To attain spirituality is to realize that the whole universe is one symphony in which every individual is one note. His happiness lies in becoming perfectly harmonious with the symphony of the universe. It is not following a certain religion that makes one spiritual, or having a certain belief, or being a fanatic in regard to one idea, or by becoming too good to live in this world. Many good people there are, who do not even understand what spirituality means. They are very good, but they do not yet know what ultimate good is. Ultimate good is harmony itself. For instance, all the different principles and beliefs of the religions of this world taught and proclaimed by priests and teachers - but which men are not always able to follow and express - come naturally from the heart of a man who attunes himself to the rhythm of the universe. His every action, every word he speaks, every feeling he has, every sentiment he expresses, is all harmonious; it is all virtue, it is all religion. It is not following a religion, it is living a religion, making one's life a religion, which is necessary.
Music is the miniature of the whole harmony of the universe, for the harmony of the universe is music itself, and man, being the miniature of the universe, must show the same harmony. In his pulsation, in the beat of his heart, and in his vibration he shows rhythm and tone, harmonious or inharmonious chords. His health or illness, his joy or discomfort - all show the music or lack of music in his life.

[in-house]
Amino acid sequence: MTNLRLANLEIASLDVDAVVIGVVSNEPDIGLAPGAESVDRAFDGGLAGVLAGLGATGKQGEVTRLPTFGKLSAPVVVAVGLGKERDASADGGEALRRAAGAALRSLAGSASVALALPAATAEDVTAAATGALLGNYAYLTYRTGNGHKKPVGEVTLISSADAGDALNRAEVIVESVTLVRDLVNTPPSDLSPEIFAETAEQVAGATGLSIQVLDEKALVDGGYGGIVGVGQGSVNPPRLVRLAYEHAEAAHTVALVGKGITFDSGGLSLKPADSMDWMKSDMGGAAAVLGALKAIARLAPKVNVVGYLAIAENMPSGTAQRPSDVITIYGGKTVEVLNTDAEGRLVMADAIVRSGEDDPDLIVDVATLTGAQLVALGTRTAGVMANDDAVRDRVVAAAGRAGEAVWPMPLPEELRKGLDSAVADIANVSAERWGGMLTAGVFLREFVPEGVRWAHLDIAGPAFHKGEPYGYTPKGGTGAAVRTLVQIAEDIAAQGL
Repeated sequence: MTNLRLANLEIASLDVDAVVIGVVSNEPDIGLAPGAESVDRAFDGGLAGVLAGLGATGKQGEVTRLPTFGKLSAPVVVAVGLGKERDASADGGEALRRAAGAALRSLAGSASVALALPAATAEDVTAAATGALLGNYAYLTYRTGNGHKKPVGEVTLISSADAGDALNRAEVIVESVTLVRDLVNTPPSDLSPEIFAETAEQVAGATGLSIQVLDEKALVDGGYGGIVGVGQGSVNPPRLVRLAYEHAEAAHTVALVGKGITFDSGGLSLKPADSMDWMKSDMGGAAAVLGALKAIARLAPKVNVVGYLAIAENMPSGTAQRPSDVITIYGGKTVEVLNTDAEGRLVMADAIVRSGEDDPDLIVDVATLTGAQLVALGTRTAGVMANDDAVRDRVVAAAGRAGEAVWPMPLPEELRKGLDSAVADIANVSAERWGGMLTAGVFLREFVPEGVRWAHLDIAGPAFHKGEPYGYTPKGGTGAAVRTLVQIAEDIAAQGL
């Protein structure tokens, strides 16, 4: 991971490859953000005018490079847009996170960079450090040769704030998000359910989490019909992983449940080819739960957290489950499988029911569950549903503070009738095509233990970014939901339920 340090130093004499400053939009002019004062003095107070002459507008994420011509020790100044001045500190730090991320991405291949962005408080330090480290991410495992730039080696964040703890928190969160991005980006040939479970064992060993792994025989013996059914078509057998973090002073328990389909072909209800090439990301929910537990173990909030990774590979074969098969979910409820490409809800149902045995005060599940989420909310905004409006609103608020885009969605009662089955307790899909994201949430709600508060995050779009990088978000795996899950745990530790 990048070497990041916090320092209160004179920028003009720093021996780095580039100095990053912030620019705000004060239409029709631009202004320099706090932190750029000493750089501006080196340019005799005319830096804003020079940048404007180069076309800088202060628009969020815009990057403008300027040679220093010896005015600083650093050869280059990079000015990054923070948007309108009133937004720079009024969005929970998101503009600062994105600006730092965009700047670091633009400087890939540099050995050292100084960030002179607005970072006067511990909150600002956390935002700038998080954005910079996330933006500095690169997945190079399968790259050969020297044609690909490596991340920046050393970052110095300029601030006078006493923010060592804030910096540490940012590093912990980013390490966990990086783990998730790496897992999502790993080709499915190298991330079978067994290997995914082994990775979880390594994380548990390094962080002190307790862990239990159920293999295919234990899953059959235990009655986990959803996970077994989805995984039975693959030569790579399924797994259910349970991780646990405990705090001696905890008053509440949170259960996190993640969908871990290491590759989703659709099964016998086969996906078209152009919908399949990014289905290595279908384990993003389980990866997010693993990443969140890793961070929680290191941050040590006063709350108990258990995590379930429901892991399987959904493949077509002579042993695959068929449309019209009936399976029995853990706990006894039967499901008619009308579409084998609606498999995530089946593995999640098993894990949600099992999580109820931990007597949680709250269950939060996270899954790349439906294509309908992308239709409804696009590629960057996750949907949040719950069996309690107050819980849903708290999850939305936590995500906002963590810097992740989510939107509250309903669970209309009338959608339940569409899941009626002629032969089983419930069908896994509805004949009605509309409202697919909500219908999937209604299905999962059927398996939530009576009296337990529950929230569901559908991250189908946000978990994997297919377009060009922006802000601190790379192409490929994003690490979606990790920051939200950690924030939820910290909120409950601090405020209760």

What does music teach us? Music helps us to train ourselves in some way or other in harmony, and it is this which is magic, or the secret behind music. When you hear music that you enjoy, it tunes you and puts you in harmony with life. Therefore man needs music; he longs for music. Many say that they do not care for music, but these have not heard music! If they really hear music it will touch their souls, and then certainly they cannot help loving it. If not, it only means that they have not heard music sufficiently, and have not made their heart calm and quiet in order to listen to it, to enjoy and appreciate it. Besides, music develops that faculty by which one learns to appreciate all that is good and beautiful. In the form of art and science, in the form of music and poetry, in every aspect of beauty one can then appreciate it.
What deprives man of all the beauty around him is his heaviness of body, or heaviness of heart. He is pulled down to earth, and by that everything becomes limited. When he shakes off that heaviness and feels joyous, he feels light. All good tendencies, such as gentleness and tolerance, forgiveness, love and appreciation - all these beautiful qualities - come by being light, light in mind, soul and body.
Where does music come from? Where does the dance come from? It all comes from the natural spiritual life which is within. When that spiritual life springs forth, it lightens all the burdens that man has. It makes his life smooth, floating on the ocean of life. The faculty of appreciation makes one light. Life is just like the ocean. When there is no appreciation, no receptivity, man sinks like a piece of iron to the bottom of the sea. He cannot float like the boat which is hollow, which is receptive.
The difficulty in the spiritual path is always what comes from ourselves. Man does not like to be a pupil, he likes to be a teacher. If man only knew that the greatness and perfection of the great ones, who have come from time to time to this world, was in their pupilship, and not in teaching! The greater the teacher, the better pupil he was. He learned from everyone, the great and the lowly, the wise and the foolish, the old and the young. He learned from their lives, and studied human nature in all its aspects.